I have a variable

unsigned char* data = MyFunction();

how to find the length of data?

  • 1
    You will have to give us some more details on MyFunction(): What does it do? Exactly what does it return? – Rasmus Faber Nov 4 '08 at 10:30

You will have to pass the length of the data back from MyFunction. Also, make sure you know who allocates the memory and who has to deallocate it. There are various patterns for this. Quite often I have seen:

int MyFunction(unsigned char* data, size_t* datalen)

You then allocate data and pass datalen in. The result (int) should then indicate if your buffer (data) was long enough...

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  • If MyFunction is supposed to pass a pointer back to the caller (as in the example), the first argument should be unsigned char** – Mathias Nov 4 '08 at 10:52
  • 2
    No, he's passing the length back. The buffer is allocated by the caller and passed to the function. – paxdiablo Nov 5 '08 at 4:55

Assuming its a string

length = strlen( char* );

but it doesn't seem to be...so there isn't a way without having the function return the length.

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There is no way to find the size of (unsigned char *) if it is not null terminated.

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Now this is really not that hard. You got a pointer to the first character to the string. You need to increment this pointer until you reach a character with null value. You then substract the final pointer from the original pointer and voila you have the string length.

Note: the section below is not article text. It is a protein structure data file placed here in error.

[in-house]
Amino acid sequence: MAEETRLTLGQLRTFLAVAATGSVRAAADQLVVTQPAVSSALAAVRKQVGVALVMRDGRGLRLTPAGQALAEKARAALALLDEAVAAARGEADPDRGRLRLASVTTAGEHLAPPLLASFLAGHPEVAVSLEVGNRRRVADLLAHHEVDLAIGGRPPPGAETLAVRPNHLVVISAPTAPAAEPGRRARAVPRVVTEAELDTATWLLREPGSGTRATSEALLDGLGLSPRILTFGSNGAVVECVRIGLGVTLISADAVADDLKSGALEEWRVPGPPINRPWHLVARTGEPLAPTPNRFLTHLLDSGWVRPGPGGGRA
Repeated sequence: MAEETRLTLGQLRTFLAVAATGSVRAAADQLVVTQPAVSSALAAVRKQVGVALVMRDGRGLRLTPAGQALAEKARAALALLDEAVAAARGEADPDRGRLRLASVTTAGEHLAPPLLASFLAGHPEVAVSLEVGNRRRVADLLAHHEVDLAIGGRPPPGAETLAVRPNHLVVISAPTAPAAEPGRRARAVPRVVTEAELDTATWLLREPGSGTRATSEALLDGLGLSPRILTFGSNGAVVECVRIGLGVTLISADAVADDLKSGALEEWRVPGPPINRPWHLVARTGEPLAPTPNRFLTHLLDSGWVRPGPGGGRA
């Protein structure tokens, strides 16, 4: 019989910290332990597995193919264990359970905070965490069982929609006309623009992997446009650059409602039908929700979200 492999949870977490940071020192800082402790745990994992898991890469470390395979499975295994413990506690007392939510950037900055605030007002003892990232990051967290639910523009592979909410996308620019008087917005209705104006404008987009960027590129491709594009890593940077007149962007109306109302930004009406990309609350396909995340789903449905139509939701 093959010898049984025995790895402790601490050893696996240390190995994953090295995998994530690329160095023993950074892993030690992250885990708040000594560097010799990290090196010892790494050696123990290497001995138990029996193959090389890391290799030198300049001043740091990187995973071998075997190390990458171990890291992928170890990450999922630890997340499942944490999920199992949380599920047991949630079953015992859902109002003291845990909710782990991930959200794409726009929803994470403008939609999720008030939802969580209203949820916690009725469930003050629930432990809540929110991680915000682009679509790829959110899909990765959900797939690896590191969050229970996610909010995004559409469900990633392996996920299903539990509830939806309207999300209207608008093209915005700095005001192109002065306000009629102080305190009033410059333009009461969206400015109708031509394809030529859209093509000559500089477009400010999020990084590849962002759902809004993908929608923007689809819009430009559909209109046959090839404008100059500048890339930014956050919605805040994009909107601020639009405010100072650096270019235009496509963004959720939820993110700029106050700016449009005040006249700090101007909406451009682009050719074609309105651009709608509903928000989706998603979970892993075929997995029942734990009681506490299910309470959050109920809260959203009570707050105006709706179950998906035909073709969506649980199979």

int strlen(unsigned char *string_start)
   /* Initialize a unsigned char pointer here  */
   /* A loop that starts at string_start and
    * is increment by one until it's value is zero,
    *e.g. while(*s!=0) or just simply while(*s) */
   /* Return the difference of the incremented pointer and the original pointer */
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  • 1
    The author is asking how much memory is assigned to char* pointer. Your null-terminated condition does not stand. – Peter Lee Feb 25 '11 at 20:23

The original question did not say that the data returned is a null-terminated string. If not, there's no way to know how big the data is. If it's a string, use strlen or write your own. The only reason not to use strlen is if this is a homework problem, so I'm not going to spell it out for you.

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As said before strlen only works in strings NULL-terminated so the first 0 ('\0' character) will mark the end of the string. You are better of doing someting like this:

unsigned int size;
unsigned char* data = MyFunction(&size);


unsigned char* data;
unsigned int size = MyFunction(data);
| improve this answer | |
#include <stdio.h>
#include <limits.h>  
int lengthOfU(unsigned char * str)
    int i = 0;

        if(i == INT_MAX)
            return -1;

    return i;


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